The Washington State Salmon Recovery Funding Board (SRFB) announced in a news release on Monday the approval of almost $76 million in grants to help recover salmon populations around the state.
Lewis, Thurston and Grays Harbor county projects will be receiving a total of $2,791,766 in grant funding.
The amount of SRFB grants being awarded to Lewis County totals $1,261,347.
A $315,076 grant will go to the Cowlitz Indian Tribe for restoration of the Cispus River by adding logjams to a half-mile stretch of the river near Randle. Logjams slow the river-flow and create pools and riffles for salmon to spawn in.
A $52,000 grant will go to the Lewis Conservation District to replace two culverts on private property that currently block fish passage on a Newaukum River tributary.
Two grants, one of $257,955 and one of $387,006, will go to the Lewis County Public Works Department to replace a culvert under Labree Road with a larger one and replace a bridge on Logan Hill Road currently blocking fish passage in Berwick Creek.
Finally, a $249,310 grant will go to Trout Unlimited, Inc. to replace a culvert near a private driveway on Coal Creek Road in Chehalis.
The amount of SRFB grants being awarded to Thurston County totals $553,599.
Two grants, one of $50,000 and one of $228,000, will go to the South Puget Sound Salmon Enhancement Group to remove a bulkhead, concrete pad and stairway near Bushoowah-Ahlee Point to open up more salmon habitat and to remove a culvert blocking fish passage under a private road near Griggs Creek.
Two grants, one of $80,000 and one of $50,000, will go to Thurston County Public Works Department to remove a fish passage barrier on Thompson Creek and remove another fish passage barrier on a tributary to Dempsey Creek.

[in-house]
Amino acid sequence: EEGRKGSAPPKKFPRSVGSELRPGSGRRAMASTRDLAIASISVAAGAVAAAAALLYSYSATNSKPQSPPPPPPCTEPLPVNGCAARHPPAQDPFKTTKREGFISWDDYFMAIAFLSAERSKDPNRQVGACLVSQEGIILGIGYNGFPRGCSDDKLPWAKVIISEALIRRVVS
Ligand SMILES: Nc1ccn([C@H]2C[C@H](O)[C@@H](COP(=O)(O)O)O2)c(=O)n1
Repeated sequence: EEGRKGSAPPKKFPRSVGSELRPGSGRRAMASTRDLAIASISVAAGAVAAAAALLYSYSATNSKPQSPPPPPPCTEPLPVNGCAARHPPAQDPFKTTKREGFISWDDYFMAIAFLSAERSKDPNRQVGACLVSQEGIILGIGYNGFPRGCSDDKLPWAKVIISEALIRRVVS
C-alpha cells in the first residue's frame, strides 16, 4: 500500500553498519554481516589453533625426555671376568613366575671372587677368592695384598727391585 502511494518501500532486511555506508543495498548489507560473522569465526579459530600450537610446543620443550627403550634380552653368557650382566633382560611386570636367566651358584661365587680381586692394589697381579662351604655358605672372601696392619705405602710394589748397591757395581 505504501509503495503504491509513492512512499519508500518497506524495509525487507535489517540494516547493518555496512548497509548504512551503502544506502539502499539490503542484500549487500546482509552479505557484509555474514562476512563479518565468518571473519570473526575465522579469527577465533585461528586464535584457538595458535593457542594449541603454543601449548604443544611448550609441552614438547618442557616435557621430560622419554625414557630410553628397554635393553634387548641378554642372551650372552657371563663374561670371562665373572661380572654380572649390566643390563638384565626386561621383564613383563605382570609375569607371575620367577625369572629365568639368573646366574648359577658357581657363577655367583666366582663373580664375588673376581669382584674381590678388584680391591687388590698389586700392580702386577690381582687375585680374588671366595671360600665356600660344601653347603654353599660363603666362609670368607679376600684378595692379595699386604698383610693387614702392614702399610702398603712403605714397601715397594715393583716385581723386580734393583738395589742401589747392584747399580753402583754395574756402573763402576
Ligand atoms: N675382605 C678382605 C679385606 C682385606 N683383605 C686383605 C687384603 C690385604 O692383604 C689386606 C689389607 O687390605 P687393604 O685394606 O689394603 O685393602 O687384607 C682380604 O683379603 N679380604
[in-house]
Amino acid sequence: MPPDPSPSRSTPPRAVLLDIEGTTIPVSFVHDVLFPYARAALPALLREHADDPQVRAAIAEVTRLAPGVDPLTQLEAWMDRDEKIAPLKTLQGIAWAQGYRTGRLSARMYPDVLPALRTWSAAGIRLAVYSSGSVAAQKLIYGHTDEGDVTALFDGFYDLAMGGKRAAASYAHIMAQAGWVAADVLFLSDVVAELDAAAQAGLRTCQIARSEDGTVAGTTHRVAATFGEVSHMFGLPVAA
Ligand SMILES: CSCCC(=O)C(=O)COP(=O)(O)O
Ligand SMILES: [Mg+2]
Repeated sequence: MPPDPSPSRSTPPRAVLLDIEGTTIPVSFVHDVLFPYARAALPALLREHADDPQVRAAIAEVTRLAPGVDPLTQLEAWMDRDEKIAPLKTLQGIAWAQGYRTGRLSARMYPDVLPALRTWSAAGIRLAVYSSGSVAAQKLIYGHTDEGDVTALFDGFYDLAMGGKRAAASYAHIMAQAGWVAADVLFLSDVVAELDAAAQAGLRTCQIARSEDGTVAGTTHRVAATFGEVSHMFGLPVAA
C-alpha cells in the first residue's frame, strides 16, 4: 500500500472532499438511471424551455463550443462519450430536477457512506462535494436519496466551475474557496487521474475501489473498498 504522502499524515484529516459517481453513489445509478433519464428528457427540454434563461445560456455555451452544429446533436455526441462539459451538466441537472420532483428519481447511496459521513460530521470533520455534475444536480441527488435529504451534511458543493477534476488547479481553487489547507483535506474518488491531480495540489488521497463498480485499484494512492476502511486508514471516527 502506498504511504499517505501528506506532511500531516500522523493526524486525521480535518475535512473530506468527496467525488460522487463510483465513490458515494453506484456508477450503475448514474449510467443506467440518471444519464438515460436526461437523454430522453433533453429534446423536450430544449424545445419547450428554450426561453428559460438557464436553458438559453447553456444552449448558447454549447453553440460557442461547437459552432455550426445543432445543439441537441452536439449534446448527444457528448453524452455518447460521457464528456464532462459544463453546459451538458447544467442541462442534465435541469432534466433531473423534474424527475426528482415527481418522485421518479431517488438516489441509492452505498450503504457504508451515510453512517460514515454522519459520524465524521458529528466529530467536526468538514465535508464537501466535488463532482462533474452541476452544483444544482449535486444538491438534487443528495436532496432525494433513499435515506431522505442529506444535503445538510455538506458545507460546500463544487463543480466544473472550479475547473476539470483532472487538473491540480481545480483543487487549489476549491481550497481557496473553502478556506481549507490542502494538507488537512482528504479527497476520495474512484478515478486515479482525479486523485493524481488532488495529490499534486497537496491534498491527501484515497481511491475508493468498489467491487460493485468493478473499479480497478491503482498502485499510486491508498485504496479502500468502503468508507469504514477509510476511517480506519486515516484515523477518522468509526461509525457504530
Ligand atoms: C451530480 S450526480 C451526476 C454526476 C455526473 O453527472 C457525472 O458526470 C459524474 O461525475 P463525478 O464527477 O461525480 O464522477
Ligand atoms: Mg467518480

Finally, a $145,599 grant will go to the Wild Fish Conservancy to design and implement multiple projects to improve fish habitat in Meyer Creek.
The amount of SRFB grants being awarded to Grays Harbor County total $976,820.
Two grants, one of $75,053 and one of $401,767, will go to the Chehalis Basin Fisheries Task Force to replace a culvert under Newskah Road currently blocking fish passage and to replace two other culverts blocking fish passage under Schafer Boom Road.
Two more grants, one of $200,000 and one of $300,000, will go to the Quinault Indian Nation to identify fish passage barriers in tributaries located in the Lower Quinault and Raft River watersheds and to map the knotweed infestation to reduce and control grass patches along the Lower Quinault River.
In total, grant funding will go to 138 projects in 30 counties throughout Washington to restore salmon habitat.
“This is incredibly important work, the projects will help restore salmon across the state. That means more salmon for our endangered orcas, more jobs for people and industries that rely on salmon and improved habitat that can better protect us from floods and the effects of climate change,” Gov. Jay Inslee said in the release.
In addition to these grants, the SRFB also approved an additional $58 million in grant funding for the Puget Sound Acquisition and Restoration program if the state Legislature also approves the funding in 2023.
The full list of SRFB 2022 Salmon Recovery grants can be viewed online at https://rco.wa.gov/wp-content/uploads/2022/09/SAL-Grants-2022.pdf.